Flynn Builders, L.C. v. Lande, 814 N.W.2d 542 (Iowa 2012)

In 2009, Matthew and Chris Lande sought a builder to construct a new home. They received a bid from Gregg Flynn, the owner of Flynn Builders, to construct the home for $259,576. The Landes accepted the bid, and Flynn began construction.
Construction continued until July 2009 when the Landes discovered a $20,000 materials markup that Flynn did not disclose. The Landes’ lender and the Landes refused to pay the markup. Because the Landes and their lender refused to continue making payments, Flynn stopped construction on the project and filed a mechanic’s lien for $28,307.50. In August 2009, Flynn filed a petition to enforce the mechanic’s lien. The matter proceeded to trial in May 2010 at which time the district court found Flynn had substantially performed the contract and was entitled to a judgment against the Landes. The court concluded Flynn had substantially performed as the home was framed, enclosed, roofed, sided, and the electrical and plumbing were roughed-in. The Iowa Court of Appeals affirmed, and the Landes appealed to the Iowa Supreme Court.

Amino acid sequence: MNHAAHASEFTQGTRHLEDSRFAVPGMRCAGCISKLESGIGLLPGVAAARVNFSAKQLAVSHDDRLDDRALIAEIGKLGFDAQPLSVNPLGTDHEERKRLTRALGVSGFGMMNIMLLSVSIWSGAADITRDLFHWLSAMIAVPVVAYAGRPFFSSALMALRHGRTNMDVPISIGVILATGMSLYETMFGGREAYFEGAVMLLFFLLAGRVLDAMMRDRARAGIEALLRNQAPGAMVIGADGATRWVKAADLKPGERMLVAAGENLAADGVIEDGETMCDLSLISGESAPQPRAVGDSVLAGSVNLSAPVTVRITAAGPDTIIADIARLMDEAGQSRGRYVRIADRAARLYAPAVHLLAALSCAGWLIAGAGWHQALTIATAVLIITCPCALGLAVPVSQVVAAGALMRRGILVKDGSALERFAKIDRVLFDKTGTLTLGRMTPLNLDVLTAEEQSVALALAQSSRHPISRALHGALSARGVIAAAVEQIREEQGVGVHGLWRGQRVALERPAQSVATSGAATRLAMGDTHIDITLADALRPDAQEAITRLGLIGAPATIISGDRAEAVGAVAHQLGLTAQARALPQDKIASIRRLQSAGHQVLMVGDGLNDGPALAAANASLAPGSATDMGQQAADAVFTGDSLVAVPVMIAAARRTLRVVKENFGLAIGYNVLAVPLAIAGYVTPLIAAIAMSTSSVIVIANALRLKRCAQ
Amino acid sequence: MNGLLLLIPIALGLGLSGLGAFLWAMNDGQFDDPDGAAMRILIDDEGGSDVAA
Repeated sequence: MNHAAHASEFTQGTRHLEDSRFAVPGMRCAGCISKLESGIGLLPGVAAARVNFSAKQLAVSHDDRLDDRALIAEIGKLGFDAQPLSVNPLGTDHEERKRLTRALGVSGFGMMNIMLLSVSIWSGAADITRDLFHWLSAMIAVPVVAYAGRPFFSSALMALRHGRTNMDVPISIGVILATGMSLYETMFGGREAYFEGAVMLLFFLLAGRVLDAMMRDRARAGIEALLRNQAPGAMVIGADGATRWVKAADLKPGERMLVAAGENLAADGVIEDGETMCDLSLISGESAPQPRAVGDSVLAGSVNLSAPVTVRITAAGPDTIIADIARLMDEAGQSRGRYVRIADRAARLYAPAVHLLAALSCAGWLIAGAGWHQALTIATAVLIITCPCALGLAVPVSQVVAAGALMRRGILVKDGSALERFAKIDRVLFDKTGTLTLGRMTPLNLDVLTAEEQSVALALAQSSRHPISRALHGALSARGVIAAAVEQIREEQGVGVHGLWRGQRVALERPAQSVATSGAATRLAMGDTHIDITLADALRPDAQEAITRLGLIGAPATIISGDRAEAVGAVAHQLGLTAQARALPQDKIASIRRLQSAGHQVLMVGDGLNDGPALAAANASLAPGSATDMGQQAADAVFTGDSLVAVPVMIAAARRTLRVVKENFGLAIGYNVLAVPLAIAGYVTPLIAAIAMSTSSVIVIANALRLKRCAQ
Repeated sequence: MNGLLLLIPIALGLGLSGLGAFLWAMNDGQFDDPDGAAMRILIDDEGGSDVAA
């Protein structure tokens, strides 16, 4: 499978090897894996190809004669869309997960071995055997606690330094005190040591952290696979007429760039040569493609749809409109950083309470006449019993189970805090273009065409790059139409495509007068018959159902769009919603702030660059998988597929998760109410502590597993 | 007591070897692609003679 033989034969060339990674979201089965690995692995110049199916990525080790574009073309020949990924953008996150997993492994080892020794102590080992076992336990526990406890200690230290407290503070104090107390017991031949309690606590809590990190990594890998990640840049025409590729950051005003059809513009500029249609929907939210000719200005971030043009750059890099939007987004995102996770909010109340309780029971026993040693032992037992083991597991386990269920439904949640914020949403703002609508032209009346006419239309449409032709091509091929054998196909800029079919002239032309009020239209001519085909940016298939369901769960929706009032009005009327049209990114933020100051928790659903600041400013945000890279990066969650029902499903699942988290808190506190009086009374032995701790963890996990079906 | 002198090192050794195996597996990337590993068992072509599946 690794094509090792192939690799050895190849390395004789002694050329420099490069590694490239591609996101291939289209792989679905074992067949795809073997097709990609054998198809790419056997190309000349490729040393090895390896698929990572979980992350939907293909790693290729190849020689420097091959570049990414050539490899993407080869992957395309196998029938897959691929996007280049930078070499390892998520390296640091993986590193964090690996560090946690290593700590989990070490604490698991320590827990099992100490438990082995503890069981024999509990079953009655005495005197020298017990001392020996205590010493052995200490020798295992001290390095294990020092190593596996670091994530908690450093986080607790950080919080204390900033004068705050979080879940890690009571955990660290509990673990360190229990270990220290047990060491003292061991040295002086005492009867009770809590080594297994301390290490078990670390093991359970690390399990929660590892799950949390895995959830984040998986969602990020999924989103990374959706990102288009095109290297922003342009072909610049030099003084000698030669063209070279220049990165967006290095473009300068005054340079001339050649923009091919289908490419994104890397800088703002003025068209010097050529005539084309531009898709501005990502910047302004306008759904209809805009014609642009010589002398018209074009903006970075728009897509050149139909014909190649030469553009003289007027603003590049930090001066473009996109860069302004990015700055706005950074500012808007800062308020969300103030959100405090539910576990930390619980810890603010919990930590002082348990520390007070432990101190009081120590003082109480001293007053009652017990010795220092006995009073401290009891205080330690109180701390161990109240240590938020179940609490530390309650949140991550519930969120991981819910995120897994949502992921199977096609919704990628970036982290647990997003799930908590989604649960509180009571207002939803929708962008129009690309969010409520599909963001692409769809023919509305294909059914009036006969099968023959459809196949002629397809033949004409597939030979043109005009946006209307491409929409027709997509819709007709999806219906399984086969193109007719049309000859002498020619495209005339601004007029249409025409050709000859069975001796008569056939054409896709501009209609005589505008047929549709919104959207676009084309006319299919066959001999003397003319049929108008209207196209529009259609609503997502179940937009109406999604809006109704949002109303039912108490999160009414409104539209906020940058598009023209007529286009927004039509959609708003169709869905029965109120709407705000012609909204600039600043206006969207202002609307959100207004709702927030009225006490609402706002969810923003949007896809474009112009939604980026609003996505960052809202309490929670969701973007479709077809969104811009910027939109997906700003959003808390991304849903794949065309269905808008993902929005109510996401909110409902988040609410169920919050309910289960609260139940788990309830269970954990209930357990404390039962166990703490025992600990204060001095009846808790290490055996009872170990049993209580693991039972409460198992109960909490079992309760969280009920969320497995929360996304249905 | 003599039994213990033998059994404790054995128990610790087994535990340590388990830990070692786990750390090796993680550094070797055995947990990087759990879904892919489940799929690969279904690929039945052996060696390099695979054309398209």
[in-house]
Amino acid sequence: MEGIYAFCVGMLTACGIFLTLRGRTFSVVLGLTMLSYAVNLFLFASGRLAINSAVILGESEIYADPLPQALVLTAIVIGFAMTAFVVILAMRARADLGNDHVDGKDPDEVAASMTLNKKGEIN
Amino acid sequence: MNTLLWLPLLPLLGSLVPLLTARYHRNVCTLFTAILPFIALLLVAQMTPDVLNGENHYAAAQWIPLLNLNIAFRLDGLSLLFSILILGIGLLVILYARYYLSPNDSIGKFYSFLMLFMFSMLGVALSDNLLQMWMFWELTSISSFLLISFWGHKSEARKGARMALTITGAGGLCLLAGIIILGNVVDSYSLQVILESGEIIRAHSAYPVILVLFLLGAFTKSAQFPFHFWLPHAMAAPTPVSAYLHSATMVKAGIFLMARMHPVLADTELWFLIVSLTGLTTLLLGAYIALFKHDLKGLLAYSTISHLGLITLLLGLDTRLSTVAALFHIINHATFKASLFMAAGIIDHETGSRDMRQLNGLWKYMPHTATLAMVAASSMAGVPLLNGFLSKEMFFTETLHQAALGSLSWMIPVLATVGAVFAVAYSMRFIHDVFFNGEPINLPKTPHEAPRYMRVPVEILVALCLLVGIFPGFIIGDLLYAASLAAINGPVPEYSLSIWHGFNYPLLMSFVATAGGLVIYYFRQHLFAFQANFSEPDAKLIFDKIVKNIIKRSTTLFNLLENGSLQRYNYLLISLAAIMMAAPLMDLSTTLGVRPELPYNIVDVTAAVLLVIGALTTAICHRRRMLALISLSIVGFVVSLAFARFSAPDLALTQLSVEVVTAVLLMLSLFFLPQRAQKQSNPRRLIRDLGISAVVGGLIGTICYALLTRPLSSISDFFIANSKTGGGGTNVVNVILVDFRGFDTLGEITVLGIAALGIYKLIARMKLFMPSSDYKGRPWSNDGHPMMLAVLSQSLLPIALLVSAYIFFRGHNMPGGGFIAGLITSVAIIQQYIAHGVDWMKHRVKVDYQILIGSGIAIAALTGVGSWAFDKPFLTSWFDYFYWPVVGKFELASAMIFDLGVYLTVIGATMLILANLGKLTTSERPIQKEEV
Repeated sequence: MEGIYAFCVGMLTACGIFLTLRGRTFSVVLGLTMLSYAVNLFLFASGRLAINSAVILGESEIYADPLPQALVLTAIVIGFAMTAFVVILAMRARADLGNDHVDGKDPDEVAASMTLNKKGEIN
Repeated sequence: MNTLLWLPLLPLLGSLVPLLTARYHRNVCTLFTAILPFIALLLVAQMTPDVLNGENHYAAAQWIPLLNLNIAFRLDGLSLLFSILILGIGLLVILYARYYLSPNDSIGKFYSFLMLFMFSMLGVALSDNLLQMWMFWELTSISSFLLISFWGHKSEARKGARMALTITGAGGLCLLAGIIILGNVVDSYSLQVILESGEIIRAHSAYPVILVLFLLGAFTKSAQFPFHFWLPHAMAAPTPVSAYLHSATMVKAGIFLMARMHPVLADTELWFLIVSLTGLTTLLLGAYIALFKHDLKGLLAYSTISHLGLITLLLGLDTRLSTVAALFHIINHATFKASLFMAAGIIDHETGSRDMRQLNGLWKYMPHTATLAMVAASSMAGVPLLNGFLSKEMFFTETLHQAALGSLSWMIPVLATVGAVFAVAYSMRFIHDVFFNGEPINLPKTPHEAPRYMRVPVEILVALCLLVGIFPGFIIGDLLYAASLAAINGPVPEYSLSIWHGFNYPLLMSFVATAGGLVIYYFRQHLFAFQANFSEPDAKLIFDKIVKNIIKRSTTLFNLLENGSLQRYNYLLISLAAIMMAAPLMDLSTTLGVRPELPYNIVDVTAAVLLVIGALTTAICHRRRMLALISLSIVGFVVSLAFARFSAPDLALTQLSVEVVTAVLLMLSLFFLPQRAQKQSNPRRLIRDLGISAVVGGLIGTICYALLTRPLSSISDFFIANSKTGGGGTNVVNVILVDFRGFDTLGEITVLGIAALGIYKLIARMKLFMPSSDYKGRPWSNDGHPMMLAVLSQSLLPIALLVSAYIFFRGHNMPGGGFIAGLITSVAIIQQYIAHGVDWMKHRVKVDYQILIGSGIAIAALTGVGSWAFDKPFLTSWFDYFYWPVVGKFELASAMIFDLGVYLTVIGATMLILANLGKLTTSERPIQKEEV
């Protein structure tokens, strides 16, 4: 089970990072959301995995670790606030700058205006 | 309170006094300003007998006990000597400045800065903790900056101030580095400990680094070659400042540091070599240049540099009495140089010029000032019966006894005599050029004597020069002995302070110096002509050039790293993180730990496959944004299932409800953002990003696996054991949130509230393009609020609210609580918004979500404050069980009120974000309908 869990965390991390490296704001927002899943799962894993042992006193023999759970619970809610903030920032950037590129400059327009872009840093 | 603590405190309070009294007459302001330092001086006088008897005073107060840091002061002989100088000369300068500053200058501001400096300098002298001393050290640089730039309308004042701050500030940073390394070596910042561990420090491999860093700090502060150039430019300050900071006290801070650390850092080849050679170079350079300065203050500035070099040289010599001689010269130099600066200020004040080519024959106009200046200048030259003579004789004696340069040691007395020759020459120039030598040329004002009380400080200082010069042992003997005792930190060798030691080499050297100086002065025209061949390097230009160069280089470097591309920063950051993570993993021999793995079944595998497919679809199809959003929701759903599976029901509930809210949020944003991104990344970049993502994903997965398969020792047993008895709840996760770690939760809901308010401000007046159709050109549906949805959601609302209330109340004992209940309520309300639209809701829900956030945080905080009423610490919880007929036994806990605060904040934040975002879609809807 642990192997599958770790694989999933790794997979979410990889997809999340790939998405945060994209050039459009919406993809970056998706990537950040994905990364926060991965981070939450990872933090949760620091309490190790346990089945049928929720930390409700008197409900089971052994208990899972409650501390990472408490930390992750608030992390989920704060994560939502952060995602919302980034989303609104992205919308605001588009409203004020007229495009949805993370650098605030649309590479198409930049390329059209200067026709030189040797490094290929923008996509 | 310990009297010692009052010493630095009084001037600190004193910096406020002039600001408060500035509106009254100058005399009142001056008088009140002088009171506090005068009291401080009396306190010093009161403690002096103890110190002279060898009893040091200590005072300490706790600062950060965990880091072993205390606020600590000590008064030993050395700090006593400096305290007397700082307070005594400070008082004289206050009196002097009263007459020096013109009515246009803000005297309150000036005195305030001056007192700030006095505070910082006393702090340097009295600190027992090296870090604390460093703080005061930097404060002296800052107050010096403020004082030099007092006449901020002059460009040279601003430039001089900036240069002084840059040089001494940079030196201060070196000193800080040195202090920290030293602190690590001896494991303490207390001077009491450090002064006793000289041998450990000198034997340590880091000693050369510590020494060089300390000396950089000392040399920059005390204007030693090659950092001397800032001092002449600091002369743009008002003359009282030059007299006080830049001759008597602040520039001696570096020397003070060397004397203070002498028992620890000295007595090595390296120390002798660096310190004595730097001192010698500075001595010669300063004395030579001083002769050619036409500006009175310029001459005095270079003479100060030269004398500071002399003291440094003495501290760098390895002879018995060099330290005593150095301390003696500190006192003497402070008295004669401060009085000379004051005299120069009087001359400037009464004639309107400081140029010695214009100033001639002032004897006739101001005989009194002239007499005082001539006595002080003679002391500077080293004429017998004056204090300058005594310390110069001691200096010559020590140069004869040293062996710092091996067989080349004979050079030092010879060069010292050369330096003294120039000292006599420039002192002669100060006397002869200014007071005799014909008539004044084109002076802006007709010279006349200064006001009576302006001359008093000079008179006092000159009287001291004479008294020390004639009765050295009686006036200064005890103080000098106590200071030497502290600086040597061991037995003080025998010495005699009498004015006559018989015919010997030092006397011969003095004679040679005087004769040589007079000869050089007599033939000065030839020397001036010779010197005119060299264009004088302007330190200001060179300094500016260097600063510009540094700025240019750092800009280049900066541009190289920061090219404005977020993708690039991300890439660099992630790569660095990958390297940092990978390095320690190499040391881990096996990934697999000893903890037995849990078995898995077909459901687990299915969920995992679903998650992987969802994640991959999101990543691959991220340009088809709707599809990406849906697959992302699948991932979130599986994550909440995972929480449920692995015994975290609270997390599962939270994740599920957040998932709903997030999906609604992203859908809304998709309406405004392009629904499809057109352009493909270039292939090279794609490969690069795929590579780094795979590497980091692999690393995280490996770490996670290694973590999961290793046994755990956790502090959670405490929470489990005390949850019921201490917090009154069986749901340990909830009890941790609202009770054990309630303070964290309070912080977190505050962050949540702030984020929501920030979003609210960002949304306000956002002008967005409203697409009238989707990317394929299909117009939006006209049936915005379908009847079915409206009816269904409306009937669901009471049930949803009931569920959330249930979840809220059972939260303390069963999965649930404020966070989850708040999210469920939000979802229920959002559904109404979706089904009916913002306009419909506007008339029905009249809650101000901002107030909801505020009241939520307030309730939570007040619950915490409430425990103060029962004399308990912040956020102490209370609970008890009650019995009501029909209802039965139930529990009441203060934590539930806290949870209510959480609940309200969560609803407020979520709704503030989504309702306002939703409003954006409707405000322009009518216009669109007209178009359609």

The Iowa Supreme Court reversed the district court and court of appeals. Iowa case law required that, in order to enforce a mechanic’s lien, the work must be substantially performed by the contractor. The court concluded Flynn did not substantially perform the contract. The plumbing, drywall, paint, carpet, floor coverings, and trim remained unfinished when Flynn abandoned the project. The unfinished trim included the installation of cabinets, doors, and windows. The heating and air conditioning systems were not complete, and the concrete had not been poured in front of the garage. The court concluded Flynn completed only eighty to eighty-five percent of the project when the contract was terminated. The court held that “while no mathematical rule relating to the percentage of the price, of cost of completion or of completeness can be laid down to determine substantial performance of a building contract, the work left unfinished in this case was much more than a technical or inadvertent omission; rather, the omissions materially affected the habitability of the house.” Although the Landes could perform some of the remaining work or hire others to do so, the court ruled that the owner’s willingness to take on additional responsibilities did not absolve Flynn of responsibility to substantially perform the work he agreed to perform.

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